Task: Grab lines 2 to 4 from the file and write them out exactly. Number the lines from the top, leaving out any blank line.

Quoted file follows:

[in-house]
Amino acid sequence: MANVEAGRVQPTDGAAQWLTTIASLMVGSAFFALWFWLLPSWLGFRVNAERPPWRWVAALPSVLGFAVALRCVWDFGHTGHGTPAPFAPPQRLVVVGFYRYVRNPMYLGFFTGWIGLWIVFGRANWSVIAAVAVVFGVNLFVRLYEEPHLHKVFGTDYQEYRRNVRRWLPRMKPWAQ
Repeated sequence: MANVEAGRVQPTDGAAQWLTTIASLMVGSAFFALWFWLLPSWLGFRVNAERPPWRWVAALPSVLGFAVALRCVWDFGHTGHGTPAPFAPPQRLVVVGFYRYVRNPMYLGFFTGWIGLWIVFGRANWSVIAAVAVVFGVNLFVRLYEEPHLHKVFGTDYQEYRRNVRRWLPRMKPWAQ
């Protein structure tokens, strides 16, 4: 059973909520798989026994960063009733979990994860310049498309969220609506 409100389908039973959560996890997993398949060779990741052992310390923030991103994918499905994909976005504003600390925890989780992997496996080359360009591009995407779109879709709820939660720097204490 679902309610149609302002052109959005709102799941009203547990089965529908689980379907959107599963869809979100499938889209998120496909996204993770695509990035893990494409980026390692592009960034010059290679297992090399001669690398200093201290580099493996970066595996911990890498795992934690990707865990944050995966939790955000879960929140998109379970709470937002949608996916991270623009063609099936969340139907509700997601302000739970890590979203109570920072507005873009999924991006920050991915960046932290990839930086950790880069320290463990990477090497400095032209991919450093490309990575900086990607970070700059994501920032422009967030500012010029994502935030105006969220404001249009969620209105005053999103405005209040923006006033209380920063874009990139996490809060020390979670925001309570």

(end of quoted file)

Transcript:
Amino acid sequence: MANVEAGRVQPTDGAAQWLTTIASLMVGSAFFALWFWLLPSWLGFRVNAERPPWRWVAALPSVLGFAVALRCVWDFGHTGHGTPAPFAPPQRLVVVGFYRYVRNPMYLGFFTGWIGLWIVFGRANWSVIAAVAVVFGVNLFVRLYEEPHLHKVFGTDYQEYRRNVRRWLPRMKPWAQ
Repeated sequence: MANVEAGRVQPTDGAAQWLTTIASLMVGSAFFALWFWLLPSWLGFRVNAERPPWRWVAALPSVLGFAVALRCVWDFGHTGHGTPAPFAPPQRLVVVGFYRYVRNPMYLGFFTGWIGLWIVFGRANWSVIAAVAVVFGVNLFVRLYEEPHLHKVFGTDYQEYRRNVRRWLPRMKPWAQ
């Protein structure tokens, strides 16, 4: 059973909520798989026994960063009733979990994860310049498309969220609506 409100389908039973959560996890997993398949060779990741052992310390923030991103994918499905994909976005504003600390925890989780992997496996080359360009591009995407779109879709709820939660720097204490 679902309610149609302002052109959005709102799941009203547990089965529908689980379907959107599963869809979100499938889209998120496909996204993770695509990035893990494409980026390692592009960034010059290679297992090399001669690398200093201290580099493996970066595996911990890498795992934690990707865990944050995966939790955000879960929140998109379970709470937002949608996916991270623009063609099936969340139907509700997601302000739970890590979203109570920072507005873009999924991006920050991915960046932290990839930086950790880069320290463990990477090497400095032209991919450093490309990575900086990607970070700059994501920032422009967030500012010029994502935030105006969220404001249009969620209105005053999103405005209040923006006033209380920063874009990139996490809060020390979670925001309570």